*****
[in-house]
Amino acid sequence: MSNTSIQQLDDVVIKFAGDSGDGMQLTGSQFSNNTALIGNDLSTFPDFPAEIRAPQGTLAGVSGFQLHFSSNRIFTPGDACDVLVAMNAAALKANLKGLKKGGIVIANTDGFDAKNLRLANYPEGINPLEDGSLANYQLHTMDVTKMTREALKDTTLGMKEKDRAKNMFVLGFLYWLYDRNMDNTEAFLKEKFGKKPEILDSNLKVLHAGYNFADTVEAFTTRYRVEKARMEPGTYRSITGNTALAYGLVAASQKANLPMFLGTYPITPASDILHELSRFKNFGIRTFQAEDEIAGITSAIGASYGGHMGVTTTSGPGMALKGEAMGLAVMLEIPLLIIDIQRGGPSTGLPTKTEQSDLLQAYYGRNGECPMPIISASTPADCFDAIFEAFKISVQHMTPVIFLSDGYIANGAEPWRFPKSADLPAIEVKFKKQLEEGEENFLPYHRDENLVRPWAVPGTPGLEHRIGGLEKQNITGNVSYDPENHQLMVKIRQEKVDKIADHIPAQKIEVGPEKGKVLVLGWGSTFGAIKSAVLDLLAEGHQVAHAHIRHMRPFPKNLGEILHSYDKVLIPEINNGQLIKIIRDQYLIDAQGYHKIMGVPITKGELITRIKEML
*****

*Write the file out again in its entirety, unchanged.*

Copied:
[in-house]
Amino acid sequence: MSNTSIQQLDDVVIKFAGDSGDGMQLTGSQFSNNTALIGNDLSTFPDFPAEIRAPQGTLAGVSGFQLHFSSNRIFTPGDACDVLVAMNAAALKANLKGLKKGGIVIANTDGFDAKNLRLANYPEGINPLEDGSLANYQLHTMDVTKMTREALKDTTLGMKEKDRAKNMFVLGFLYWLYDRNMDNTEAFLKEKFGKKPEILDSNLKVLHAGYNFADTVEAFTTRYRVEKARMEPGTYRSITGNTALAYGLVAASQKANLPMFLGTYPITPASDILHELSRFKNFGIRTFQAEDEIAGITSAIGASYGGHMGVTTTSGPGMALKGEAMGLAVMLEIPLLIIDIQRGGPSTGLPTKTEQSDLLQAYYGRNGECPMPIISASTPADCFDAIFEAFKISVQHMTPVIFLSDGYIANGAEPWRFPKSADLPAIEVKFKKQLEEGEENFLPYHRDENLVRPWAVPGTPGLEHRIGGLEKQNITGNVSYDPENHQLMVKIRQEKVDKIADHIPAQKIEVGPEKGKVLVLGWGSTFGAIKSAVLDLLAEGHQVAHAHIRHMRPFPKNLGEILHSYDKVLIPEINNGQLIKIIRDQYLIDAQGYHKIMGVPITKGELITRIKEML